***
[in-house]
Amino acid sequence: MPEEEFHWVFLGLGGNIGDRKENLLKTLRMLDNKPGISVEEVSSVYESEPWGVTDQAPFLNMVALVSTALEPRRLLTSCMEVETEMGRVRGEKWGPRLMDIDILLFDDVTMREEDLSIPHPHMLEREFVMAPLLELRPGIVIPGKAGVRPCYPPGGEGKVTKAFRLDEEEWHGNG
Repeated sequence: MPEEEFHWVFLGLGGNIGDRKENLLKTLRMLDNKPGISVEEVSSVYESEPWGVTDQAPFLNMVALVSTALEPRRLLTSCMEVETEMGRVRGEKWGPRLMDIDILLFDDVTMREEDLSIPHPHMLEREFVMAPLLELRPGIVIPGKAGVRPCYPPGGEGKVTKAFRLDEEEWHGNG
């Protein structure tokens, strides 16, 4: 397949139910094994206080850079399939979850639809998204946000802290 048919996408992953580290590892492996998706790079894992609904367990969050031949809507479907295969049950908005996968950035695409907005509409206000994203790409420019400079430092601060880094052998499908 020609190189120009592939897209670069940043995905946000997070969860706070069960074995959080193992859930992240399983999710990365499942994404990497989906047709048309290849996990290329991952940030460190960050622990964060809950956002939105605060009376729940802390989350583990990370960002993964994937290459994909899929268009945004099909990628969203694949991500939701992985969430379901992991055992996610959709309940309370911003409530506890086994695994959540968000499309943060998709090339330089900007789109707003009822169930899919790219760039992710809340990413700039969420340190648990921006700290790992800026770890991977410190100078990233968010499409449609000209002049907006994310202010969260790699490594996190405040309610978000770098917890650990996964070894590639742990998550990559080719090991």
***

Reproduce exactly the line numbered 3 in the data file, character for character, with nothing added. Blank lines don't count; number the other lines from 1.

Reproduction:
Repeated sequence: MPEEEFHWVFLGLGGNIGDRKENLLKTLRMLDNKPGISVEEVSSVYESEPWGVTDQAPFLNMVALVSTALEPRRLLTSCMEVETEMGRVRGEKWGPRLMDIDILLFDDVTMREEDLSIPHPHMLEREFVMAPLLELRPGIVIPGKAGVRPCYPPGGEGKVTKAFRLDEEEWHGNG